SysV init was portable because it was trivial. It was also deeply (but subtly) flawed. You could be very nearly sure that a process started or stopped when it should, but pidfiles have always been a bad hack around missing kernel functionality. Which do you want, working process management or BSD compatibility?

Comment: Open Plumbing? (Score 1) 303

You're mischaracterizing his remarks. He's not going to try to find functional equivalents for cgroups on other kernels. Please explain the problem with that, and note that while "I would like all kernels to have the same (or equivalent) feature sets" is a problem, it is mostly your own mental problem. Also, a justification of why an OS plumbing layer should be OS-independent would be nice.

Comment: Browsers and Web Developers (Score 2) 122

by Tenebrousedge (#49380493) Attached to: Microsoft Rolls Out Project Spartan With New Windows 10 Build

Users may or may not want stable software. Developers want to be able to use new CSS features. As for the Firefox developers, I'm not sure what their UI goals are, but presumably they have them. That's two strikes against stability.

I suspect you have no idea how difficult it is to support older browsers, as a web developer. The development workflow usually goes like this: first, you code to the spec, and test in a browser that reproduces the specification well. Then you start trying to find out why it doesn't render correctly in Internet Explorer. For each incompatibility, you have to add a workaround. Then continue this process for as many old browser versions as your client has money for.

It is not free to continue supporting old browsers. It's usually shockingly expensive, frustrating, and very limiting for the developer. If you don't like something about your browser, please become involved in its development — file a bug report if nothing else. Please do not use old, incompatible, insecure browsers.

However, if you ever want to induce a mental meltdown in a web developer, tell them their new job is making sure all the sites are IE6 compatible. Even just saying "IE6" a few times can cause convulsions in susceptible developers. I'm not brave enough to try the same trick with earlier IE versions though: Cthulhu alone knows what kind of eldritch horror might be summoned.

Comment: Re:Paranoia Strikes Deep (Score 1) 112

Do regale me with your interpretation of what "appeal to emotion" means. I didn't address most of what you wrote, you're right. You don't really have a clue what you're writing about and I would rather have you shut up (or at least tone down the paranoia) instead of taking the time to educate you. It's not your field, you don't understand what is happening or why, it's better if you just stick to your expertise.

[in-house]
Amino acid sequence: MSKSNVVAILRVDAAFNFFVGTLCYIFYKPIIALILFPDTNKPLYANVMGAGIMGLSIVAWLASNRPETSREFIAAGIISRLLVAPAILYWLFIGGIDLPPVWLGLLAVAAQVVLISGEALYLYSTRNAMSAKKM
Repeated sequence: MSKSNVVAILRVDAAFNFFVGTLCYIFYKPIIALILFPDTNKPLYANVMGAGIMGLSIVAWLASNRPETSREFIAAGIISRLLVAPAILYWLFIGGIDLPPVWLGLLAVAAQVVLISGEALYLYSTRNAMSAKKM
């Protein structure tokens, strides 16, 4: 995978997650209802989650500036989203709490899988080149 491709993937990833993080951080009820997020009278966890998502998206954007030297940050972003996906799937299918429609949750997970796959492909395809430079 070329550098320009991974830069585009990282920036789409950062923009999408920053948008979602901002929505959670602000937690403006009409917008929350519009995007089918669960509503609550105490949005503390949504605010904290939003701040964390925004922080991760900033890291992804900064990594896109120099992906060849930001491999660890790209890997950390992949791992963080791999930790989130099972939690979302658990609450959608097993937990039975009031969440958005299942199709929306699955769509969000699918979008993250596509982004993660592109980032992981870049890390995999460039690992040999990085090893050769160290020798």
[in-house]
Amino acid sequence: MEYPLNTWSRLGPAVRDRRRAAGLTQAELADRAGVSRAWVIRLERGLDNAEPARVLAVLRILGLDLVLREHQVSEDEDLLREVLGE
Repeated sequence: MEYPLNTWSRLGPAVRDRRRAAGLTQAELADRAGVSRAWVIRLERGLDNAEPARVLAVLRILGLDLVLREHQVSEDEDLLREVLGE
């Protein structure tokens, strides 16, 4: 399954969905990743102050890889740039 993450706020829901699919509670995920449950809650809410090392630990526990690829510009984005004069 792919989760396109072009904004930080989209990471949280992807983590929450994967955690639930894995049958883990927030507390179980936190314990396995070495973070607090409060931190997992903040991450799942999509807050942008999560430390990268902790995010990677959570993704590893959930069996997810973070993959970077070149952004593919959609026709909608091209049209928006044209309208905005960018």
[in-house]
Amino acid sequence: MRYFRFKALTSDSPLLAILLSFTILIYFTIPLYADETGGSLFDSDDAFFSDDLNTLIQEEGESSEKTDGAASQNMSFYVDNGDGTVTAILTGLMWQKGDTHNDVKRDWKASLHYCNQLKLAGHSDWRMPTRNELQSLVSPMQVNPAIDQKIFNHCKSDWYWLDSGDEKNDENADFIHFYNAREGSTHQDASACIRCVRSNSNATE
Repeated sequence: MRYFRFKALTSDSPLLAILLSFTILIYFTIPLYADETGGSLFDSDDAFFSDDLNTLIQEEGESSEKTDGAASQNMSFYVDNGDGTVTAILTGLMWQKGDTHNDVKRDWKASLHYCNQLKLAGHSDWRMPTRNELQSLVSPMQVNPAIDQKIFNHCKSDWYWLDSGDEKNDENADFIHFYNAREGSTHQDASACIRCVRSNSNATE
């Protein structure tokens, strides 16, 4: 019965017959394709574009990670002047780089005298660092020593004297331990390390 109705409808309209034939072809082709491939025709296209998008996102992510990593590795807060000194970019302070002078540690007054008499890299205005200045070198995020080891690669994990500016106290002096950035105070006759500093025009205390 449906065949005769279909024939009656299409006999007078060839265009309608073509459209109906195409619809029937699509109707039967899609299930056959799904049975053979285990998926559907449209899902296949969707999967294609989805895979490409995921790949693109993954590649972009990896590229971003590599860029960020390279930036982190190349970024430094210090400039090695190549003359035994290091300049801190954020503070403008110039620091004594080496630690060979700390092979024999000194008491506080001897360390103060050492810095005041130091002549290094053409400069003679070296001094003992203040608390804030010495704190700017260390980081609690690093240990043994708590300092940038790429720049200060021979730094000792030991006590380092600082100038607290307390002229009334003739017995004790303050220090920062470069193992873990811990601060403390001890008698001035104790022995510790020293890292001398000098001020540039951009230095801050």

If there is one point of confusion that I do want to clear up, it would be that systemd is not a simple replacement for init, and was never intended to be. Or, if you rather, the job of init was not simple and it failed spectacularly to accomplish it. With SysV init, there was no effective service management. You could start and restart services, but imperfectly, and I don't know a nice way to talk about double-forking and writing to a pidfile. That it works most of the time does not mean that it's not deeply flawed.

The fundamental conflict here is between old-school UNIX admins who think that the OS just exists to launch user-defined scripts, and the requirements of a modern OS. No one is trying to say that having scripting access to the OS is not useful, although you Windows users seem to do without it, but the interpreter is not the OS, and Bash makes a shitty replacement for C. Even OpenRC recognizes this. It's kinda mystifying that you've jumped on the opposite bandwagon; Bash scripting is about as useful to you and your customers as tits on a boar. Can you imagine if the solution to some Windows issue was to fire up a command-line text editor and edit an init script?

Linux needs to grow up, and so do systemd detractors. Doing things in Bash is the UNIX way, but so is cleaning those scripts up and rewriting them in C. Try some Bash scripting on for size if you think you disagree, and don't forget to double fork and write that pidfile!

The NSA comments are baseless ad hominem. You're better than that.

P.S. By the way, I think I've asked before, but where is your store located? Our disagreements aside, it'd be nice to know if I were ever in the area to be able to pay my respects.

Comment: Paranoia Strikes Deep (Score 1) 112

You don't know anything about what you're talking about, per the usual. It looks like you've been listening to gweihir too much. There were at least two other projects looking to replace init, and half a dozen more providing some form of process tracking. Lumping two things that you hate and fear together must feel good, but systemd's development and adoptation has been a public process, and both systemd and pulseaudio offer important technical improvements (that apparently you don't understand). I realize all you do here is go off on ill-informed rants, but this one is only tangentially connected to reality; you might want to dial back the frothing a bit. I mean, you don't even use Linux — what's it to you?

P.S. That bit about "by the time he's done the kernel will be just a VM running on top of systemd!" was hyperbole, right? Because otherwise it's so far beyond crazy that it makes me wonder if you know what those words mean.

The first rule of intelligent tinkering is to save all the parts. -- Paul Erlich